Asian woman drinking coffee and straining to hear the birds outside.

The human body is a wonderful, breathtaking, confusing, confounding construction, isn’t it? Scrapes, cuts, and broken bones are typically no problem for the human body to mend (with a little time, your body can restore the giant bones in your arms and legs).

But when it comes to mending the tiny little hairs in your ear, it’s not going to happen. At least, so far.

It doesn’t seem quite fair when you can heal from major bone injuries but you have problems repairing tiny hairs in your ear. So what’s the deal?

When is Hearing Loss Irreversible?

So let’s take a closer look. You’re at your doctor’s office trying to process the news he’s giving you: you’re losing your hearing. So you ask your doctor if your hearing will ever return. And he informs you that it might or it might not.

It’s a little anticlimactic, speaking dramatically.

But he isn’t wrong. There are two general forms of hearing loss:

  • Damage related hearing loss: But hearing loss has another more prevalent type. This kind of hearing loss, called sensorineural hearing loss, is permanent. This is how it works: there are little hairs in your ear that vibrate when struck by moving air (sound waves). Your brain is good at turning these vibrations into the sounds you hear. But loud sounds can cause damage to the hairs and, over time, reduce your hearing to the point where you require treatment.
  • Blockage induced hearing loss: You can exhibit every indicator of hearing loss when your ear has some type of obstruction. This blockage can be caused by a wide variety of things, from the gross (ear wax) to the downright scary (tumors). Your hearing will return to normal, luckily, when the obstruction is cleared away.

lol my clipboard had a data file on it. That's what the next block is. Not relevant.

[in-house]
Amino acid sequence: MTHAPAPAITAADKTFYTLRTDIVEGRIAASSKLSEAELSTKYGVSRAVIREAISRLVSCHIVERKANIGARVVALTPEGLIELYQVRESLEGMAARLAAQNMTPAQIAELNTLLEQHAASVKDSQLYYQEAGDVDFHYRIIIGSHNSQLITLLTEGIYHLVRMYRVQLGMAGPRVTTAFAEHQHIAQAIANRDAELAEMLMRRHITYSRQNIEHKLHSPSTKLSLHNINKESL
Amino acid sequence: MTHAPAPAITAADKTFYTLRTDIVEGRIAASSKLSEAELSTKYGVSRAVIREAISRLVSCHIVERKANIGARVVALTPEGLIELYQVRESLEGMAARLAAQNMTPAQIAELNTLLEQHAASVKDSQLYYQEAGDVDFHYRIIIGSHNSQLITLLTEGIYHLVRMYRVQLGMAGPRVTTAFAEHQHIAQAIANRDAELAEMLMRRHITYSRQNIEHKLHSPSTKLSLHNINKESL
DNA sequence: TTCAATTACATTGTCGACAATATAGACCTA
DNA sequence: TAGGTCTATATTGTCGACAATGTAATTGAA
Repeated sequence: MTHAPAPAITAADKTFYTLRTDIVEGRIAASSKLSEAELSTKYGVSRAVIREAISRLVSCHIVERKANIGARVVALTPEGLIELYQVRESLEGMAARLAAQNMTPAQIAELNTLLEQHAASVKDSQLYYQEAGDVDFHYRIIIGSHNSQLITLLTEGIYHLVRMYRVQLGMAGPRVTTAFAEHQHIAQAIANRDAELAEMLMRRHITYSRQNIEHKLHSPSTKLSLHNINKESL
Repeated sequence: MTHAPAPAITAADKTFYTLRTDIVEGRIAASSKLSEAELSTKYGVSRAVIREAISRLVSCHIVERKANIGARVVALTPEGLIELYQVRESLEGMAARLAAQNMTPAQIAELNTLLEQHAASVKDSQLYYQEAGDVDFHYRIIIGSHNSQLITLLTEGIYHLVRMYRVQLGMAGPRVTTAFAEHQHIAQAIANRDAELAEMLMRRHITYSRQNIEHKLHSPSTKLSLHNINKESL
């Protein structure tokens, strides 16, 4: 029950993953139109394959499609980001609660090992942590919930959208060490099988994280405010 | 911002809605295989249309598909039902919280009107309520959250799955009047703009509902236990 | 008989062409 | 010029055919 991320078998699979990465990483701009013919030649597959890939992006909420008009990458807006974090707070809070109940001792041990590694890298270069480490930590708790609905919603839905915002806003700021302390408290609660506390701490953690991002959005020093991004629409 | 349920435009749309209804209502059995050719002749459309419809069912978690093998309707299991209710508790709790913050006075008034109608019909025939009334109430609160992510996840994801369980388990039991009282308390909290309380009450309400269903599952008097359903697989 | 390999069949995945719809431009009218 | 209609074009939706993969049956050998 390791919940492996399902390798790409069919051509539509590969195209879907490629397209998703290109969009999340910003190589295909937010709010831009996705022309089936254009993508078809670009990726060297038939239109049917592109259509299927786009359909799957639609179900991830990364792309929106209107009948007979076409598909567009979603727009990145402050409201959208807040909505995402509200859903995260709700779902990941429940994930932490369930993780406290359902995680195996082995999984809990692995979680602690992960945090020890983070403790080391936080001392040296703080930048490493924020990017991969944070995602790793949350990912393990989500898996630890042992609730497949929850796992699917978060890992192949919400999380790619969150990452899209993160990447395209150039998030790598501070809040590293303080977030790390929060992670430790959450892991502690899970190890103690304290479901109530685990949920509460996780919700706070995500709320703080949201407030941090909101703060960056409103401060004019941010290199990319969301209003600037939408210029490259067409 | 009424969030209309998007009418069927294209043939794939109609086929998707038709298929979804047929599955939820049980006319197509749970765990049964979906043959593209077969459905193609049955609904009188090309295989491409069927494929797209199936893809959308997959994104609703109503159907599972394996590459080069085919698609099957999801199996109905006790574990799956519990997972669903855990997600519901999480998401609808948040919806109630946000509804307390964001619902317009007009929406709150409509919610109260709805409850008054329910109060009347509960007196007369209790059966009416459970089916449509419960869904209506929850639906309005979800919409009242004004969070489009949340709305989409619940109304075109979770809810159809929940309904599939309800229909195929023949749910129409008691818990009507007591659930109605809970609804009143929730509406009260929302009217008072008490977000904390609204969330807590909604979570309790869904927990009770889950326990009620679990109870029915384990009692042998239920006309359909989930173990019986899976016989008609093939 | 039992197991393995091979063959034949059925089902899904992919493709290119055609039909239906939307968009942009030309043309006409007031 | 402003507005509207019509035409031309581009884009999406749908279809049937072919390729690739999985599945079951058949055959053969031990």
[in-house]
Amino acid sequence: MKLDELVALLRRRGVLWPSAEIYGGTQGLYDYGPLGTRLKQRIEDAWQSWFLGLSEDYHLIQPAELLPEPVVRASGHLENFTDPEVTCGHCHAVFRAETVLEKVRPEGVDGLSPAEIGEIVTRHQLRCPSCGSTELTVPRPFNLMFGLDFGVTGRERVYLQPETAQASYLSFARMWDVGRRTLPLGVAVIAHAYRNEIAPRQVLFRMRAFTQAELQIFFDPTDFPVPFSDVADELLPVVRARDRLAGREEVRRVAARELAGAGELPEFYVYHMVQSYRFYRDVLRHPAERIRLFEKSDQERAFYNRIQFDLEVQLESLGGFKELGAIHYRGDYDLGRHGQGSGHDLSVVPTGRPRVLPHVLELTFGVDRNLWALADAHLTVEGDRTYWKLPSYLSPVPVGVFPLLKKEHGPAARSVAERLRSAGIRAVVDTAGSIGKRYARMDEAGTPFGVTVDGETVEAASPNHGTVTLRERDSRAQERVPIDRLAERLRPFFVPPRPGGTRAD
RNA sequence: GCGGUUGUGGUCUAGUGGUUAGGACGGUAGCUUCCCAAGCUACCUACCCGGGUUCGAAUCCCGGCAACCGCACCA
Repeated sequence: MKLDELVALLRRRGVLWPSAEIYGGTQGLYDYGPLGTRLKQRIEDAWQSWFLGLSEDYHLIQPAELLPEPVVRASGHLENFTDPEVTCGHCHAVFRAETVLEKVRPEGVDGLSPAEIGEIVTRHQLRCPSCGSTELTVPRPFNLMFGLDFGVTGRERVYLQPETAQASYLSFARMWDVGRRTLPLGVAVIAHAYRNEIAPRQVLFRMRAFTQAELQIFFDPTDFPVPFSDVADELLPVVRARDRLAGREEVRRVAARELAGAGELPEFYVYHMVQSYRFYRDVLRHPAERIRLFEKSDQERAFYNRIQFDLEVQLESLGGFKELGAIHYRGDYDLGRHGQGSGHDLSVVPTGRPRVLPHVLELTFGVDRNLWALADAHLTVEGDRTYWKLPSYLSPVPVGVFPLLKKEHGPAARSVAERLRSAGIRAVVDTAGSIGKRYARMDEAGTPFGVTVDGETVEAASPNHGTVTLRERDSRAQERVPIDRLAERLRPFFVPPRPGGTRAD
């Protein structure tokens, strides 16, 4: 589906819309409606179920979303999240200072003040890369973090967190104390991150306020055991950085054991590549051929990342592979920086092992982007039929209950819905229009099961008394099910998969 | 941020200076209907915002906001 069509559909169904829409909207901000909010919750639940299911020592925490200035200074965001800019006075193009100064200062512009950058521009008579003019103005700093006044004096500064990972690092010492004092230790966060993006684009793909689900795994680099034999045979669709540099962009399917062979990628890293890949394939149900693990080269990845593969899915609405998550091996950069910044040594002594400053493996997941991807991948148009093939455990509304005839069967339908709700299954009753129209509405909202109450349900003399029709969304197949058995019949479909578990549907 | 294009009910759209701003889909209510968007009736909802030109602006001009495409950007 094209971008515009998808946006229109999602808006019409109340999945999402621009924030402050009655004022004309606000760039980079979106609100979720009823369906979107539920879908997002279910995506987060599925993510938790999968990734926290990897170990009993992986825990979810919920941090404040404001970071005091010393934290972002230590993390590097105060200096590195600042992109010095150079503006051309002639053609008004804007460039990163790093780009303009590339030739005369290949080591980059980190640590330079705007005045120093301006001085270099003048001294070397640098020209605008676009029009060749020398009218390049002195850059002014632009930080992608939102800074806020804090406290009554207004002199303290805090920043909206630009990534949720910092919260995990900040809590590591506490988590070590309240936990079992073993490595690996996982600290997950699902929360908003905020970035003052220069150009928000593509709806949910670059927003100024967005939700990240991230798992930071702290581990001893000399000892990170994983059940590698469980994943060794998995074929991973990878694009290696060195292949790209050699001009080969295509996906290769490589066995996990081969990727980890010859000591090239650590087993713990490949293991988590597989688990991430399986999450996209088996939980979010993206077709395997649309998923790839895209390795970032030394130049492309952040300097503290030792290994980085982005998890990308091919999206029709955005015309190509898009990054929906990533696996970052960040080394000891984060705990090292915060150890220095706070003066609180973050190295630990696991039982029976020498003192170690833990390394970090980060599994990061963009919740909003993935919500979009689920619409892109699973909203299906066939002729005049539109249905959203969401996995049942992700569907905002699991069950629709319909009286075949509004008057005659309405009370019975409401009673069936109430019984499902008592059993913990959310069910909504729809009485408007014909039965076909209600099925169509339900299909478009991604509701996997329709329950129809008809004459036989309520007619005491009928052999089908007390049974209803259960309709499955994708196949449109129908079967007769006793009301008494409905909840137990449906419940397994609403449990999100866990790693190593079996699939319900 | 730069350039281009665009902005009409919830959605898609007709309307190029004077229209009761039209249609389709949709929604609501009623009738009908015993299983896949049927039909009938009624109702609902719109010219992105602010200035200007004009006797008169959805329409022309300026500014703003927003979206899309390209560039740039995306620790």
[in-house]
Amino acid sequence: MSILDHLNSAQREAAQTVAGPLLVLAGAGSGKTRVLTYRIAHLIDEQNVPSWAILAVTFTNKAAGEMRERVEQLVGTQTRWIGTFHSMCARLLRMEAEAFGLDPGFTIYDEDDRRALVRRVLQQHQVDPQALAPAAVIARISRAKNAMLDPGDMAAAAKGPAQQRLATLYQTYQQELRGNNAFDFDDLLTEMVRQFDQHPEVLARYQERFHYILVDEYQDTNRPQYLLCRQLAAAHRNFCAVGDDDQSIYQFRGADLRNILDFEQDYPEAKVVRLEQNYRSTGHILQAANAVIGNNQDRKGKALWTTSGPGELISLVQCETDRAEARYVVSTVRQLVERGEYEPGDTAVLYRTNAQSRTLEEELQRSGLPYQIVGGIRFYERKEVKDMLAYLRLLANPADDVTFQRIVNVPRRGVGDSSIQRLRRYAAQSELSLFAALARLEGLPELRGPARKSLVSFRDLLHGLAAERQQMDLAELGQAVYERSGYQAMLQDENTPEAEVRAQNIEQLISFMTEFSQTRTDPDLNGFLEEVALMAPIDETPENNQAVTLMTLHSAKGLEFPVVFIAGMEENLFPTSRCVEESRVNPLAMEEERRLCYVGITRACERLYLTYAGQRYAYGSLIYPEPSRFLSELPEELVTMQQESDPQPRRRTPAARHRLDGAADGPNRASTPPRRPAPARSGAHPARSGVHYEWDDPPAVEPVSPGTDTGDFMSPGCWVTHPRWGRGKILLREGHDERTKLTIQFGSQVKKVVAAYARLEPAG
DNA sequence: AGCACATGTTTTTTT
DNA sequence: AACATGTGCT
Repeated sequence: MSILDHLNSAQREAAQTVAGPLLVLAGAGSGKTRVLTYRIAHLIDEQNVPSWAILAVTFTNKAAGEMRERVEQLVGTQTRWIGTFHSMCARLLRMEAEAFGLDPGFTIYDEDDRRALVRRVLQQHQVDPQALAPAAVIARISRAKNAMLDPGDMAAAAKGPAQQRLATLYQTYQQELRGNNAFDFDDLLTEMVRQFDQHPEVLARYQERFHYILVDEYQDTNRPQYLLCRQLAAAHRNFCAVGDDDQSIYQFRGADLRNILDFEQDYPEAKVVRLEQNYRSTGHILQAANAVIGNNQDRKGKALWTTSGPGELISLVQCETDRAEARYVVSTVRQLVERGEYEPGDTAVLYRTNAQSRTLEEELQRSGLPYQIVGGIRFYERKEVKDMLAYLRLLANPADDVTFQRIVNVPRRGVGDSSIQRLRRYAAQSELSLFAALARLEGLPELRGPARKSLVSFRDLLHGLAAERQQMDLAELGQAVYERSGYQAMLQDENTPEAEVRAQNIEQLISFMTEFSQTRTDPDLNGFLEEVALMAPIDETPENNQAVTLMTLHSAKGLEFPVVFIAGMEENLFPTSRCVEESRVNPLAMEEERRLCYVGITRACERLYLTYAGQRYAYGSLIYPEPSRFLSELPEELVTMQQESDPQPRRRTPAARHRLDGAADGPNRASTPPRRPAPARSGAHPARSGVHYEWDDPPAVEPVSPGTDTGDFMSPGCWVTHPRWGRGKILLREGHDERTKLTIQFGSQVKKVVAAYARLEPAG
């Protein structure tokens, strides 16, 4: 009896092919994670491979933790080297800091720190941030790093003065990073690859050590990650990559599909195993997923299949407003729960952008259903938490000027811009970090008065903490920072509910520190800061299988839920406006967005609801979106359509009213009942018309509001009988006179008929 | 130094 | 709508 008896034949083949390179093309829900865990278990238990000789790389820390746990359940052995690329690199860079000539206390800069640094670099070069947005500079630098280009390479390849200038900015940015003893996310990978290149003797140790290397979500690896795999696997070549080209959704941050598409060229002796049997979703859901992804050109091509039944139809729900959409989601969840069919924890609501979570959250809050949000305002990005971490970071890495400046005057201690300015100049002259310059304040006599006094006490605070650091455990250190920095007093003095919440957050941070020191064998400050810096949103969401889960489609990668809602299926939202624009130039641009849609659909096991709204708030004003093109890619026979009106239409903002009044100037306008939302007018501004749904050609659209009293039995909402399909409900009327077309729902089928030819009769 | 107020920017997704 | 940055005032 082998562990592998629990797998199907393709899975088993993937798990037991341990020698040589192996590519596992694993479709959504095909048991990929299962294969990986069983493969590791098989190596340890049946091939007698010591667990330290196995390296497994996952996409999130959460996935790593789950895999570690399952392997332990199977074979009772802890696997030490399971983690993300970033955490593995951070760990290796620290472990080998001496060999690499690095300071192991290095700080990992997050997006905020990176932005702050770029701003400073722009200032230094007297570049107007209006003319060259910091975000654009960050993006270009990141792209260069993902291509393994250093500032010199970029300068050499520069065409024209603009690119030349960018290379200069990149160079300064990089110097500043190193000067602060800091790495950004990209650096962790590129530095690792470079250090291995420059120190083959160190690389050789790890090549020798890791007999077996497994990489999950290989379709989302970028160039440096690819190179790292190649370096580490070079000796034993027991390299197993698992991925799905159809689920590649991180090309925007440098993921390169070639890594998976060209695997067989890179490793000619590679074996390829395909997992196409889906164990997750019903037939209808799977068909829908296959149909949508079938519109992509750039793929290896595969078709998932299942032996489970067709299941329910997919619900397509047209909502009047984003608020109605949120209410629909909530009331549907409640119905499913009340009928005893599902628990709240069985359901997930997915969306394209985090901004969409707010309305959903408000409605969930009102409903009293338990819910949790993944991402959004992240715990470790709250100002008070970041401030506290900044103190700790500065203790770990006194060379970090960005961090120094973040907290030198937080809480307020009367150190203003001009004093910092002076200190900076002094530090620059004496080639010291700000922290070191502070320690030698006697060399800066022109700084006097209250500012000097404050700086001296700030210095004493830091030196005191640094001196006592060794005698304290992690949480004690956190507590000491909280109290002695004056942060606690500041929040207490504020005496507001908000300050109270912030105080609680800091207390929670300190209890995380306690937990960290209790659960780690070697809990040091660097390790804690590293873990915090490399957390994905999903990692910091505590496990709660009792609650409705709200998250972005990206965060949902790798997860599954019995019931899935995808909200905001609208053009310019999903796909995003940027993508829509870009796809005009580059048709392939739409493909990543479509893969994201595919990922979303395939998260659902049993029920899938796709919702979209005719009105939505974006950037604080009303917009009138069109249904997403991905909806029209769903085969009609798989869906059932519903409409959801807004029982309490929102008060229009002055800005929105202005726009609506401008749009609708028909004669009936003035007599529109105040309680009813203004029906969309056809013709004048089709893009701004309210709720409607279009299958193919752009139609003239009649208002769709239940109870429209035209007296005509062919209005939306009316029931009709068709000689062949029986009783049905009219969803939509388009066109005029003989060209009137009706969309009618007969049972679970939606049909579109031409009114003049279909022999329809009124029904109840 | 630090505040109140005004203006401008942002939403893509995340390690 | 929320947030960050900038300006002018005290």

So the bottom line is this: you can recover from one form of hearing loss and you most likely won’t know which one you’re coping with without having a hearing exam.

Treating Hearing Loss

Scientists haven’t discovered a “cure” for sensorineural hearing loss but they’re working on it. But that doesn’t mean you can’t get treatment for your hearing loss. Here are some ways that the proper treatment might help you:

  • Cope successfully with any of the symptoms of hearing loss you may be enduring.
  • Maintain a high quality of life.
  • Prevent isolation by remaining socially involved.
  • Help ward off mental decline.
  • Maintain and protect the hearing you have left.

This treatment can take many forms, and it’ll usually depend on how severe your hearing loss is. Hearing aids are one of the easiest and most common treatment options.

Why Are Hearing Aids a Smart Treatment For Hearing Impairment?

Hearing aids can help you return to the people and things you enjoy. They can help you hear the conversation, the phone, your tv, or even just the birds in the park. You won’t be straining to hear so pressure will be removed from your brain.

The Best Protection is Prevention

Whether you have hearing loss now or not, you should protect your hearing from loud sounds and other things that can damage your hearing (like ototoxic drugs). Your general health and well being depend on good hearing. Having routine hearing exams is the best way to be certain that you are protecting your hearing.

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The site information is for educational and informational purposes only and does not constitute medical advice. To receive personalized advice or treatment, schedule an appointment.
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